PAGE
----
My husband scoffs at the idea of comfort food — to the point where if I even see that phrase, I can hear him sardonically asking what foods actually make people uncomfortable. This would be a better point except that a few foods have been known to make me extremely uncomfortable, like brains, fish heads and the occasional mushroom. I, on the other hand, love comfort food — dishes like beef stroganoff or chicken casserole that make you feel warm and happy are eternally appealing to me.
So it should come as no surprise that I was mesmerized by this recipe in a Martha Stewart magazine. It was actually part of a small collection on paillards (basically a fancy term for cutlets). I tore out that whole section so fast I’m surprised I didn’t get a paper cut. There was a recipe for chicken paillards with lemon and butter and another one involving veal and sherry. But the first one that I was determined to try was the pork. It was something about the sour cream sauce that did me in.
First comes the pork tenderloin, cut into medallions and pounded thin. I may be married to a chef and own a ton of kitchen utensils, but I have never owned a meat pounder. Luckily I have a small very heavy sauté pan that does the job just fine. A word of advice though — do not pound your meat late at night when it could disturb your neighbors…or early in the morning for that matter. Meat pounding can be loud and you don’t want to have to avoid eye contact the next time you take your trash to the curb. Unless you don’t like your neighbors, of course — in that case feel free to pound away at all hours.
Okay, enough of that — back to the pork.
Sear the cutlets until they are a dark golden brown — the crust is where the flavor is. Just make sure you don’t over cook them, you’ll want them still pink in the center. Once they are finished, put them on a plate and cover in foil. Now it’s time for the sauce.
This is where it can get a bit tricky. The thing is this is not a complicated dish. It’s the coordination that can make it annoying. You should have your noodles already cooked, but by this point they’ve probably cooled down just enough to make you want to heat them back up. It’s seriously times like this that I miss being in a professional kitchen, where you’d have your pasta water on a rolling boil ready to give your cooked noodles a quick dunk. The pork is resting, which is good, but cuts of meat that thin will cool down pretty quickly. There’s also the sauce and any other vegetables you may be cooking — unless you’re fine with just meat and noodles. No judgement here. You don’t see any greens on my plate, do you?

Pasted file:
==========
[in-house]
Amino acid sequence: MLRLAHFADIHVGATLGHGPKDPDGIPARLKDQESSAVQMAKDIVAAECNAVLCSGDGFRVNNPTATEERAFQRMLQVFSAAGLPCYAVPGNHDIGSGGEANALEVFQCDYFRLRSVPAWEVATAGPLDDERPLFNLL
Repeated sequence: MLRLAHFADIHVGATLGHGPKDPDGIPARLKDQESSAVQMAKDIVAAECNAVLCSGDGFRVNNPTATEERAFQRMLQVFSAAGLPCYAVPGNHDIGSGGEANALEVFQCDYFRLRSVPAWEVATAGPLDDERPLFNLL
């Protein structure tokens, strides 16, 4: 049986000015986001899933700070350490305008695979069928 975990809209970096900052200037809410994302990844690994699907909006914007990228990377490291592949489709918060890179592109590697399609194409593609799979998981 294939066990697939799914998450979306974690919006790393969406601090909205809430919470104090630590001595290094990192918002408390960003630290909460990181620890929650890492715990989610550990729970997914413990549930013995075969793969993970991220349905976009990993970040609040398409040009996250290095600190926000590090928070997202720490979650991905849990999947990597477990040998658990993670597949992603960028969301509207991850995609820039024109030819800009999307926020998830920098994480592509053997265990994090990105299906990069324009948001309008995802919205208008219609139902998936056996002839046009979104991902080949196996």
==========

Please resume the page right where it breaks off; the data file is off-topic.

Basically it’s a simple meal with fairly little prep or time commitment, but with an intense ten minutes of scrambling around doing the finishing touches. My plan of attack is to dump the noodles in a large sauté pan with some melted butter while I reduce the sauce. This is probably where I should tell you to be generous when making the sauce — better too much than too little and I always find myself scraping up every last bit from the pan.
The good thing is once you sit down to eat this, you will be happy you went through the effort. The pork should be fork tender and the sauce tangy, with the parsley in the noodles helping to freshen the flavors. It’s a perfect dinner for one or two people. I tend to make this when I’m the only one home, saving a plate for my husband when he gets off work. Who wouldn’t want to come home to this?
Another benefit is that you will hopefully still have some pork tenderloin left over. In which case please make this and tell me how it is. It’s another recipe in my folder I’ve been meaning to get around to.